“If this training becomes routine, we could be saving thousands of children.” Prestridge told The Post last year. The Texas Department of Public Safety declined to discuss the program Wednesday.

Cortez Masto, also a former state attorney general, said that “the first time some of the kids have interaction with somebody is going to be with a police officer on the street. That is key. How that police officer interacts with the kid is so important.” The Nevada senator also worked as an assistant prosecutor in Washington, D.C., and said when she worked prostitution cases, she found that “some of them are victims of sex trafficking at a young age, and they had just graduated” to adult street work. “The key is that first identification” to remove them from the streets, Cortez Masto said.

The bill, titled the Interdiction for the Protection of Child Victims of Exploitation and Human Trafficking Act, assigns responsibility for funding and managing the national training to the Justice Department’s Office of Community Oriented Policing Services. Cornyn said funds already allocated to the department through court-ordered restitution in criminal cases can be used for the training, and Cortez Masto noted there should also be funding for the treatment of victims after a trafficker is arrested.

Western Colorado Anti-Trafficking Conference

The Klein Frank Foundation is requesting your participation in its January 11, 2019 Western Colorado Anti-Trafficking Conference.  We are seeking speakers to educate law enforcement, educators, healthcare providers and the community on the 3P’s of Anti-Human Trafficking:

  1. Prosecution of perpetrators of human trafficking.
  2. Prevention of human trafficking.
  3. Protection of the victims of human trafficking.

Contact Beth Klein at the Klein Frank Foundation 303-448-8884 to learn more details.

Beth Klein Boulder Attorney

Boulder-Based Attorney and Award-Winning Activist

Drawing upon more than 30 years of legal experience, Beth Klein is a Boulder, Colorado-based commercial litigation and personal injury attorney who has managed her own firm since 1993. During this time, Beth Klein has tried cases throughout the United States and won millions of dollars on behalf of her clients. She has been recognized among the Top 25 Women Lawyers in Colorado and Top 500 Plaintiffs’ Lawyers in the United States.

Throughout her career, Beth Klein has been a fervent supporter of victims of human trafficking. In addition to representing these individuals, she authored the state of Colorado’s anti-human trafficking laws in 2010 and 2011 following consultation with numerous states and countries. Her work in that regard helped her earn the Georgia Imhoff Activist Award and become a finalist for the CNN Hero Award.  She earned her juris doctor from the University of Denver and conducts leadership trainings.

Coming for Backpage!

la-1523054273-y237880tkz-snap-imageLet the charges and civil suits begin!

Seven people have been indicted on 93 counts of several different crimes related to the classifieds website, The crimes include money laundering and running a website to facilitate prostitution.   The FBI confirmed Friday that agents raided the Sedona home of Michael Lacey, the founder of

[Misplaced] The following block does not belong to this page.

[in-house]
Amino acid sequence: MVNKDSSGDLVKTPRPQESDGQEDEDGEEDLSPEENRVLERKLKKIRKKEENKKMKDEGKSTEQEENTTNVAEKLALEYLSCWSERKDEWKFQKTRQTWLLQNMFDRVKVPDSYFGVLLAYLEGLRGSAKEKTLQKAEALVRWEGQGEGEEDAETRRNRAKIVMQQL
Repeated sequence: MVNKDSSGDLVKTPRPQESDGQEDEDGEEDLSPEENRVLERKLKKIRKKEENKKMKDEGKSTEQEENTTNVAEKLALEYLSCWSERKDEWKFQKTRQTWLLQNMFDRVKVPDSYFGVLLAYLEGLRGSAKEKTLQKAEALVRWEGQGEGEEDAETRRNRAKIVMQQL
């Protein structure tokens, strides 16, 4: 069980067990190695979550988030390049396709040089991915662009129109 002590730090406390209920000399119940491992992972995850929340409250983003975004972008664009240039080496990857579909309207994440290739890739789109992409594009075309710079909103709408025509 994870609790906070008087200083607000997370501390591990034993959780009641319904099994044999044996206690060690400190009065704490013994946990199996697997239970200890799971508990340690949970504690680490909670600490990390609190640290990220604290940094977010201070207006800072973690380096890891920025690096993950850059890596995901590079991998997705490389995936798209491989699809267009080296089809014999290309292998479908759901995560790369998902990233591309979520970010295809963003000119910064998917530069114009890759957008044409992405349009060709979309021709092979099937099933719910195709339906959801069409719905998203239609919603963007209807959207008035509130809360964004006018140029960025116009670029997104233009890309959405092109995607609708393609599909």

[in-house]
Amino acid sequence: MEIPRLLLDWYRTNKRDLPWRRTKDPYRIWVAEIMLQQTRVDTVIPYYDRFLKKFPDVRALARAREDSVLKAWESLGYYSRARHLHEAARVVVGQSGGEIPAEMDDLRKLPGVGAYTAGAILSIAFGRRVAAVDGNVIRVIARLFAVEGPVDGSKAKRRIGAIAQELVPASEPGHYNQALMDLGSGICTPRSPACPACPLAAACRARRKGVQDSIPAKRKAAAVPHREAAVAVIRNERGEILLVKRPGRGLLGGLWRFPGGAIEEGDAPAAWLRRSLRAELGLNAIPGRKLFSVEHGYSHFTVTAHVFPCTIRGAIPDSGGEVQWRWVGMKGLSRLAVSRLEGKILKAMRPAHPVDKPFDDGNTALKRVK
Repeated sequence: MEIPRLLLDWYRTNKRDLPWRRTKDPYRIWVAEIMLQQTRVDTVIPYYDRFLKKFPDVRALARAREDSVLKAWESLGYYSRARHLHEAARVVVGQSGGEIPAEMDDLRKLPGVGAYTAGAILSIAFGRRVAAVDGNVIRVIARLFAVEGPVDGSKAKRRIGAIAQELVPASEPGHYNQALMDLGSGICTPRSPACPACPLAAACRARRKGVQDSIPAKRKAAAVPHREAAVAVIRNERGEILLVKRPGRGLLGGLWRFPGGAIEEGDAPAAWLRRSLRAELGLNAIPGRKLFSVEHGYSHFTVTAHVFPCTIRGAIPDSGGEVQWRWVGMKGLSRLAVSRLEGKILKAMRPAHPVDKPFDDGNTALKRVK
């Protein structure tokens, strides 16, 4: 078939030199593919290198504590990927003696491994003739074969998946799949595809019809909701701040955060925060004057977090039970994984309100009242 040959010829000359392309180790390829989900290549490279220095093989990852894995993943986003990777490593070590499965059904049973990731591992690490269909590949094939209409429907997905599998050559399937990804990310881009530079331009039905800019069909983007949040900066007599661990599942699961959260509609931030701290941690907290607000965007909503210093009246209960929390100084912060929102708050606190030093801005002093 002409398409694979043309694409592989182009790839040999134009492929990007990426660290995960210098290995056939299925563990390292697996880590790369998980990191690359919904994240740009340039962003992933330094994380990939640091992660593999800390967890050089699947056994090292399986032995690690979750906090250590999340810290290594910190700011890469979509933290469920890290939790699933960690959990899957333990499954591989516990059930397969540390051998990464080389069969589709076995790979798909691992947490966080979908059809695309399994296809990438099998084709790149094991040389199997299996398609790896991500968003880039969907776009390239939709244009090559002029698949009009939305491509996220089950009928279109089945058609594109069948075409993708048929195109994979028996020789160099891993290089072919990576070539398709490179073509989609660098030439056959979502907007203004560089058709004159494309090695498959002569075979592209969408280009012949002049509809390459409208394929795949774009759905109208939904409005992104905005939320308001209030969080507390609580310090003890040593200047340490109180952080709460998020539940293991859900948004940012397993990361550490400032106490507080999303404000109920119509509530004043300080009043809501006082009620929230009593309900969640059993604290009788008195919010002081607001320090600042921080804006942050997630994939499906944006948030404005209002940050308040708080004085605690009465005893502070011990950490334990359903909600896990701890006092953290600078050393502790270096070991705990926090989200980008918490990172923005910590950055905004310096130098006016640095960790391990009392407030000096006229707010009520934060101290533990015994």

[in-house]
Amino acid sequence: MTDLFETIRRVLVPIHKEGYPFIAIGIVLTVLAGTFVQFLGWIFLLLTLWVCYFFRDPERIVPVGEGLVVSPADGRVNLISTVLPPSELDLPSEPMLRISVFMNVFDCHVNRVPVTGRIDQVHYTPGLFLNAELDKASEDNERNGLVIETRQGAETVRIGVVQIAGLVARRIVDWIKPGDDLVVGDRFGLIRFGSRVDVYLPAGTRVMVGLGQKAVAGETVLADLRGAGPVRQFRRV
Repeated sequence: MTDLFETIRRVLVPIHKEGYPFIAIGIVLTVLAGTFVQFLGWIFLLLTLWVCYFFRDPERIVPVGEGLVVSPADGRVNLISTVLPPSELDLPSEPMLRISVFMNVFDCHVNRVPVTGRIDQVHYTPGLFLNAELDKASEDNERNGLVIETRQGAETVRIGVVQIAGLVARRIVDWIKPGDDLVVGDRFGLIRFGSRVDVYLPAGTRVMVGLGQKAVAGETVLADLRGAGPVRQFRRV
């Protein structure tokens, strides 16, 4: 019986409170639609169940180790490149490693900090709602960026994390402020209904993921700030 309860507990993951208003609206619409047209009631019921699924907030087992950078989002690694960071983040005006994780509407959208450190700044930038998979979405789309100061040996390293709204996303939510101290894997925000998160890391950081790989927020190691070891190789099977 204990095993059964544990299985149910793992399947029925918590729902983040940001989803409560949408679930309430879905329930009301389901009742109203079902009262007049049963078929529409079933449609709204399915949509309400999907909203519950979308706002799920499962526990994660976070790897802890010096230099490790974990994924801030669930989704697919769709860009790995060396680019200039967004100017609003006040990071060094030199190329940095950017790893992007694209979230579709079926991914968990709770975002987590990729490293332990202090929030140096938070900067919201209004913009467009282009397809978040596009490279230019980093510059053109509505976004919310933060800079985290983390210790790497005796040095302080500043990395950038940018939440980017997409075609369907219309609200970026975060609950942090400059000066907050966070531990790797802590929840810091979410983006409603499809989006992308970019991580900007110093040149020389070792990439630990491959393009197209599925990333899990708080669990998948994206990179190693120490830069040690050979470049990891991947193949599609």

The website has been seized and shut down by the FBI.  The FBI seized the website because it was allegedly being used to facilitate crime. The FBI has done this before with other sex trafficking websites and online pharmacies.

There are 17 victims named in the documents who are both adults and children who say they were forced into sex trafficking.   The charges were filed in Arizona because the website was founded and is maintained here and it’s also where’s servers are located.  The Department of Justice (DOJ) says almost every single sex trafficking case involves online ads, mostly from

According to the DOJ, the biggest issue with these websites is that it facilitates sex trafficking for people who would have been to sheepish to pursue sex on the streets, especially to look for children.

There have been previous cases against that were thrown out because to Communications Decency Act, despite its name, granted complete immunity to vitual pimps like Backpage.  The DOJ says the site has earned $500 million in revenue from prostitution since it was created.

report released by a U.S. Senate subcommittee in early 2017 stated that the National Center for Missing and Exploited Children‘s data indicates that 73 percent of the child-trafficking reports it receives were related to  Site executives say they are protected by the Communications Decency Act which regulates pornographic material on the internet. Executives argue that the law states internet publishers cannot be held liable for content created by third parties.  But investigators say the site lost that protection when they alerted posters to key terms related to child sex trafficking. Investigators found proof of these alerts in internal documents.

The site even gave the third party posters a chance to rephrase their ads so they wouldn’t be flagged for child sex trafficking. Some of the terms admins told posters not to use include “Lolita,” young, teenager and even “Amber Alert.”

The site’s CEO, Carl Ferrer was arrested in late 2016 on pimping charges.

Ferrer and other executives went before a Senate investigation committee in 2017 where they all invoked the fifth amendment. The charges against Ferrer were eventually dismissed.

Backpage has no immunity to protect it from civil suit for the injuries and suffering that it caused.  Klein Frank, P.C. is in the process of filing cases for clients who were minor and who were bought and sold on this malicious website.